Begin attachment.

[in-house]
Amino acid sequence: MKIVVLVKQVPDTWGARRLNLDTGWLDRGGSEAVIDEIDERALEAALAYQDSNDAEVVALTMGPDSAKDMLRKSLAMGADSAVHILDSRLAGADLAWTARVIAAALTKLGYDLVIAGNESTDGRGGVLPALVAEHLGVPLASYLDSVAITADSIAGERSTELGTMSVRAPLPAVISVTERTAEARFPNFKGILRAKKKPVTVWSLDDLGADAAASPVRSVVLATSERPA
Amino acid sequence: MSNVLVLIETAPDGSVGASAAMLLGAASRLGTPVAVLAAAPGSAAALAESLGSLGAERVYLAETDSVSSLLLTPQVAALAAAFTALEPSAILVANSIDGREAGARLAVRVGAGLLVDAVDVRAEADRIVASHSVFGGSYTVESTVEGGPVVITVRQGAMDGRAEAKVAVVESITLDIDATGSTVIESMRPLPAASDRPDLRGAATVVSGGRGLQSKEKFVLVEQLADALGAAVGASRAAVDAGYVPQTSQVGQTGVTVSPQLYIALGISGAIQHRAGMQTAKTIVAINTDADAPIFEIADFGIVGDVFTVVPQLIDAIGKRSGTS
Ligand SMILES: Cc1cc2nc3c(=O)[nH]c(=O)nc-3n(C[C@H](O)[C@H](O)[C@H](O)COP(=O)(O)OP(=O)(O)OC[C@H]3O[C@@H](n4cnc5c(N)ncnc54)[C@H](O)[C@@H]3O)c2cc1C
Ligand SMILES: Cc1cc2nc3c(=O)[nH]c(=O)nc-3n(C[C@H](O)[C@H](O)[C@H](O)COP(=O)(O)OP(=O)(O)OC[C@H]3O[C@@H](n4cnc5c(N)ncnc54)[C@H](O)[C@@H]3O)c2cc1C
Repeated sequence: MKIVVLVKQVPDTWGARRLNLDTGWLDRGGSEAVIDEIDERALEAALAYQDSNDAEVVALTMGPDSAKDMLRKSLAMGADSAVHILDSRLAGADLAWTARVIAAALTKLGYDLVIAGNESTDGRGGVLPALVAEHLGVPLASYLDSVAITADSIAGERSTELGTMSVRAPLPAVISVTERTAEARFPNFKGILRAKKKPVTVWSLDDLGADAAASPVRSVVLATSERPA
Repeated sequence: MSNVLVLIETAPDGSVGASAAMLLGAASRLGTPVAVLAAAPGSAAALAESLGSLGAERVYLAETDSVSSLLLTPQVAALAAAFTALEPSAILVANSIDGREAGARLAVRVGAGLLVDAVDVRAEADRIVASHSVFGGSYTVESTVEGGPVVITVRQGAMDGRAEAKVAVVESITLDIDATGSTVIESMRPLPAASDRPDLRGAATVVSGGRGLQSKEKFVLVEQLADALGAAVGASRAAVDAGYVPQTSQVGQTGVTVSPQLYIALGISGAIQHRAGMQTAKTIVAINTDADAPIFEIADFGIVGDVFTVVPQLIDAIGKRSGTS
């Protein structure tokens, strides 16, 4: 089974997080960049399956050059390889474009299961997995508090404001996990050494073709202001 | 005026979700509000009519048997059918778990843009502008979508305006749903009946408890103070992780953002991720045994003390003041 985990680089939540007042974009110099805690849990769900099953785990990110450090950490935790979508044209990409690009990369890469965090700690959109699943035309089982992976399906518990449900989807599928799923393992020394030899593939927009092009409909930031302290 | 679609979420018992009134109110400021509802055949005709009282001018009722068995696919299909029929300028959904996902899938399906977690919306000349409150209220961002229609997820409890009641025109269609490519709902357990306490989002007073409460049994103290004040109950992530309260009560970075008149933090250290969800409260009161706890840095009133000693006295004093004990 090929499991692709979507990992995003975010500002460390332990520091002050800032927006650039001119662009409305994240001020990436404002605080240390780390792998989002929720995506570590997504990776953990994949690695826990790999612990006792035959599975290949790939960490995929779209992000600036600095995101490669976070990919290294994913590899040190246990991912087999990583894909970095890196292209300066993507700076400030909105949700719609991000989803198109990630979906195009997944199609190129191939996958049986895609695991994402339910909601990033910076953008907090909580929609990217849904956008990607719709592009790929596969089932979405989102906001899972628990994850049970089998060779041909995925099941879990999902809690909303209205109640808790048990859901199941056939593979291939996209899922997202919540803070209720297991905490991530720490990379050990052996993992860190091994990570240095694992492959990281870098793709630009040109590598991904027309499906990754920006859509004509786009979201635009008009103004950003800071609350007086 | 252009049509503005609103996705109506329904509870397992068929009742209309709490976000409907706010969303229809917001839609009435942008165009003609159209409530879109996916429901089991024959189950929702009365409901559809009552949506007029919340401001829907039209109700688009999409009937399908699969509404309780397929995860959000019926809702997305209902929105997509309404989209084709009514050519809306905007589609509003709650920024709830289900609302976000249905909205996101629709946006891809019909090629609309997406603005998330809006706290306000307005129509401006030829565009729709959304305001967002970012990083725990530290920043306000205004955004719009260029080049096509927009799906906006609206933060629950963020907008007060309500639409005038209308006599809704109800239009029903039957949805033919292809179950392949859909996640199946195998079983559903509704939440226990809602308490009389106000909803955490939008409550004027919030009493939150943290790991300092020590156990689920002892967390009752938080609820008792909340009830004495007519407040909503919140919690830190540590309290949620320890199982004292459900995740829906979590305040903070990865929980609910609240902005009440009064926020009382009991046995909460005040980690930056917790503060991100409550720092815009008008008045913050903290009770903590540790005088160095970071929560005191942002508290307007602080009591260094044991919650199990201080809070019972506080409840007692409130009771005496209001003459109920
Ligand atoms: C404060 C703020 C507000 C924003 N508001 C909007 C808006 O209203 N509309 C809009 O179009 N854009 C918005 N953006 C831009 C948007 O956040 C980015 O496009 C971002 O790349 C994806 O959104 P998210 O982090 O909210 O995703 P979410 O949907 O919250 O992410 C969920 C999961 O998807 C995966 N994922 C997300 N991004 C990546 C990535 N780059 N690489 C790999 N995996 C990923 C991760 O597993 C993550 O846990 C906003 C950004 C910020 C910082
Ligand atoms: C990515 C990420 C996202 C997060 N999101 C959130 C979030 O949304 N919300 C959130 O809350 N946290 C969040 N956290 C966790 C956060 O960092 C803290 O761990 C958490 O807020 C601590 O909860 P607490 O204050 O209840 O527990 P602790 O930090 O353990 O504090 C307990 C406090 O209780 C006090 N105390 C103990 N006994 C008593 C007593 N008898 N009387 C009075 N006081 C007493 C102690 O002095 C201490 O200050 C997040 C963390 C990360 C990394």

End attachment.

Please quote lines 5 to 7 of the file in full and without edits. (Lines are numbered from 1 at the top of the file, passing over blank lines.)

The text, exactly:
Ligand SMILES: Cc1cc2nc3c(=O)[nH]c(=O)nc-3n(C[C@H](O)[C@H](O)[C@H](O)COP(=O)(O)OP(=O)(O)OC[C@H]3O[C@@H](n4cnc5c(N)ncnc54)[C@H](O)[C@@H]3O)c2cc1C
Repeated sequence: MKIVVLVKQVPDTWGARRLNLDTGWLDRGGSEAVIDEIDERALEAALAYQDSNDAEVVALTMGPDSAKDMLRKSLAMGADSAVHILDSRLAGADLAWTARVIAAALTKLGYDLVIAGNESTDGRGGVLPALVAEHLGVPLASYLDSVAITADSIAGERSTELGTMSVRAPLPAVISVTERTAEARFPNFKGILRAKKKPVTVWSLDDLGADAAASPVRSVVLATSERPA
Repeated sequence: MSNVLVLIETAPDGSVGASAAMLLGAASRLGTPVAVLAAAPGSAAALAESLGSLGAERVYLAETDSVSSLLLTPQVAALAAAFTALEPSAILVANSIDGREAGARLAVRVGAGLLVDAVDVRAEADRIVASHSVFGGSYTVESTVEGGPVVITVRQGAMDGRAEAKVAVVESITLDIDATGSTVIESMRPLPAASDRPDLRGAATVVSGGRGLQSKEKFVLVEQLADALGAAVGASRAAVDAGYVPQTSQVGQTGVTVSPQLYIALGISGAIQHRAGMQTAKTIVAINTDADAPIFEIADFGIVGDVFTVVPQLIDAIGKRSGTS